If it’s food you’re after, Filament has a selection of cake and a very comprehensive bagel menu, perhaps one of the most comprehensive I’ve seen. Like toast, you can’t really go wrong with a good bagel.

And finally, with a name like Filament, you’re really holding yourself hostage to fortune unless you have some seriously good light bulbs on display. Fortunately, Filament does not disappoint! Coffee Spot Calendar anyone? Although this year’s is already at the printers, so can’t feature Filament…

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The Fortitude Logo proudly proclaiming its status as Espresso & Brew Bar combined with Coffee Merchant.New kids on the block, Edinburgh’s Fortitude had been open all of four weeks when I visited at the end of April. A self-titled espresso & brew bar as well as coffee merchant, Fortitude lives up to the billing. As well as great coffee to drink in from London’s Workshop and regularly-rotating guests (such as Edinburgh’s New Town Coffee), there’s a wide selection of beans for sale, including the likes of London legends Monmouth and Glasgow’s Dear Green Coffee. As if that wasn’t enough, there’s a wide range of coffee-making kit that you can buy.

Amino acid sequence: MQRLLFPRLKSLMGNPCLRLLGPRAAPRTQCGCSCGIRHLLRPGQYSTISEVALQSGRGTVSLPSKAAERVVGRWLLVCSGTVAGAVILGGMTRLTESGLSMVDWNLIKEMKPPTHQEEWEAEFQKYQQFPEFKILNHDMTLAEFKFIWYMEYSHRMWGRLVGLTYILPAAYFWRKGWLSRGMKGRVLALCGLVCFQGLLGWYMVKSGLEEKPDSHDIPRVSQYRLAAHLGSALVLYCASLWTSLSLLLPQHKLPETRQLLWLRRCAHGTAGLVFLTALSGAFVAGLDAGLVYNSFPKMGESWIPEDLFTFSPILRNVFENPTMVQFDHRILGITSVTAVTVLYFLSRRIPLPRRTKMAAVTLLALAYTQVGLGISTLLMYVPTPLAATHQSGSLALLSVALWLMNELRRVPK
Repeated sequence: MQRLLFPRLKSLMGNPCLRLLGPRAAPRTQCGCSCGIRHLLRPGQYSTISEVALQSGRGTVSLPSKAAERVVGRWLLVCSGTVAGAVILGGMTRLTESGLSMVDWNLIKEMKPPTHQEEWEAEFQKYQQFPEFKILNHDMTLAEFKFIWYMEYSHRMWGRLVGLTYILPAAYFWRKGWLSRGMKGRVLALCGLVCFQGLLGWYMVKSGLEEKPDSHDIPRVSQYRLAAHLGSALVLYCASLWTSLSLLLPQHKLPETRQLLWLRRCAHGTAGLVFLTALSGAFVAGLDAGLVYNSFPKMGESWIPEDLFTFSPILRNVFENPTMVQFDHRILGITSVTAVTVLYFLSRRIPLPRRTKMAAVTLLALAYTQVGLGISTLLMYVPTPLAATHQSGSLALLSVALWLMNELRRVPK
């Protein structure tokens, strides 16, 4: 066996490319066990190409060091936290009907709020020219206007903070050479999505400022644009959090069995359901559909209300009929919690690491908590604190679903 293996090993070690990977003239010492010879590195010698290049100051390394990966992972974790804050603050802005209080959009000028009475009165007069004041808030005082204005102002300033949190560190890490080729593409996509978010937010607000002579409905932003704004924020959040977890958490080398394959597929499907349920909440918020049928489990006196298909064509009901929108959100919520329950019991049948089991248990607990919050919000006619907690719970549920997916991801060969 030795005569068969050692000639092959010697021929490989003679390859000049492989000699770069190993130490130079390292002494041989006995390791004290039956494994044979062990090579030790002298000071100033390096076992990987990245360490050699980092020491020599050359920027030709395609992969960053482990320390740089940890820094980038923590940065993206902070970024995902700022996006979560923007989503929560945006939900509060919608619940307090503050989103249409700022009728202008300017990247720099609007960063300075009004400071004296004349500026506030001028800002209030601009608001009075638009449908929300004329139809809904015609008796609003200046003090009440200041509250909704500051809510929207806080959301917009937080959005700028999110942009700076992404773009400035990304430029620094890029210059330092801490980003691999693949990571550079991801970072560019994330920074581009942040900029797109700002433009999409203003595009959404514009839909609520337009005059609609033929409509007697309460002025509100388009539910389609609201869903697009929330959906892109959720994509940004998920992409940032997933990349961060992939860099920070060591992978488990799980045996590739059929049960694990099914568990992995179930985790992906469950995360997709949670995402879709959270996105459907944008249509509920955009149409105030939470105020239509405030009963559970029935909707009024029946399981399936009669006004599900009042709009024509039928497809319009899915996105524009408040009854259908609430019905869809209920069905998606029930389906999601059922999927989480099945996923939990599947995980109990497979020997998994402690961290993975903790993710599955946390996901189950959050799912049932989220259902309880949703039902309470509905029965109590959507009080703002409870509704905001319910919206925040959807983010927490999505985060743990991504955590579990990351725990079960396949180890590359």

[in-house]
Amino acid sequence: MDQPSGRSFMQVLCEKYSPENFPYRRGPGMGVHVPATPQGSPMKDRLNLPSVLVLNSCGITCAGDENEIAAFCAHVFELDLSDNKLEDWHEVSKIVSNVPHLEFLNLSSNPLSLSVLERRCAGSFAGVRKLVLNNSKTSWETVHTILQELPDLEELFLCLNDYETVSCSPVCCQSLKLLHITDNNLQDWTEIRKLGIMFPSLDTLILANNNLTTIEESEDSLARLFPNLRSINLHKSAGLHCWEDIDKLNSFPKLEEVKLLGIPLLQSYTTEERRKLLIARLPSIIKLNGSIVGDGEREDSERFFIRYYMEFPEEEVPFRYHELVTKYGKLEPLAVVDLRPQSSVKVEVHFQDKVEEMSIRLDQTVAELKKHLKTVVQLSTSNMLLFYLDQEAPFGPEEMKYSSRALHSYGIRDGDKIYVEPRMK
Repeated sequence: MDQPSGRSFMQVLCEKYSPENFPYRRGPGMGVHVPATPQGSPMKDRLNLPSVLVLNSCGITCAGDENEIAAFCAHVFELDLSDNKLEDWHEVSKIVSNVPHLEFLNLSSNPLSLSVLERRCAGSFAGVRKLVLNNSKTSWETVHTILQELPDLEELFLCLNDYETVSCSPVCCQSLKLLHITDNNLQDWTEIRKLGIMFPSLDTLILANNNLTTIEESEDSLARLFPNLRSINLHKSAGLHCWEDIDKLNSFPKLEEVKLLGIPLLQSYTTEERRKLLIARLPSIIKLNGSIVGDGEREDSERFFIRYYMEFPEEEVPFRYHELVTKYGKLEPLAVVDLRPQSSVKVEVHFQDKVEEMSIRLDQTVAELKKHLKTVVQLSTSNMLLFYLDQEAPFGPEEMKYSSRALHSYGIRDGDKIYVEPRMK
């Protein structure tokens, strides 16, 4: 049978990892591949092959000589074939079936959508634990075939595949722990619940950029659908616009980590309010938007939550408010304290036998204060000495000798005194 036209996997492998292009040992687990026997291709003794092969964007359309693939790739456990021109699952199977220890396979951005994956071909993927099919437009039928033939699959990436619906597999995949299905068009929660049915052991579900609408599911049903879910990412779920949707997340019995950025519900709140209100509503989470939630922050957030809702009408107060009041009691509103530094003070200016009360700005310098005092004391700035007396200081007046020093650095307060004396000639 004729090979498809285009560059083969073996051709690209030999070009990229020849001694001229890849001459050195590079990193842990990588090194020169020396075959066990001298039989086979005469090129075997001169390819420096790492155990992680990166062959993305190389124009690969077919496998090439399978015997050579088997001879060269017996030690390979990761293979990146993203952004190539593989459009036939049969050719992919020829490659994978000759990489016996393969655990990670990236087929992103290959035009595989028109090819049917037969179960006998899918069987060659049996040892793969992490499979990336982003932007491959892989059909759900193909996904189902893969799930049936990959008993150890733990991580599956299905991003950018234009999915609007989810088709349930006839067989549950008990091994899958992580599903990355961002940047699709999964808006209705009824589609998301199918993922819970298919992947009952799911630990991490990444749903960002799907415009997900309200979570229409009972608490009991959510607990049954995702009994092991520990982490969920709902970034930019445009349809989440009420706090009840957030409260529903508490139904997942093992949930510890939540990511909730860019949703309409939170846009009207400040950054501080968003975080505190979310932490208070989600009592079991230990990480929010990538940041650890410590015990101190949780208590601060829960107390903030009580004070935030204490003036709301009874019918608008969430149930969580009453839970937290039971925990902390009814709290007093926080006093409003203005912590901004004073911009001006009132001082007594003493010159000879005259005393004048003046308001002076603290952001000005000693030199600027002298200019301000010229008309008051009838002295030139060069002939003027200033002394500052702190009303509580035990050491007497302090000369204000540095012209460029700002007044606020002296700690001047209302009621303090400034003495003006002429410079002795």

Fortitude’s a lovely spot to drink your coffee, with its high ceilings and uncluttered layout. There’s not a huge amount of seating, but it’s well laid-out and very laptop friendly, with free Wifi and power outlets at every table. You’re also assured of a warm welcome from husband and wife team, Matt and Helen.

Initially, I struggled to find Fortitude, since Google Maps had it at the other end of York Place, leading me to walk past it twice, before I paid attention to my surroundings rather than blindly following Google Maps. Fortunately, it’s now in the right place, so you shouldn’t have any problems!

May 2017: Fortitude is now roasting its own coffee. I tried some at the Glasgow Coffee Festival and it was very good, while the pour-over I had in The Kaf in Glasgow was superb!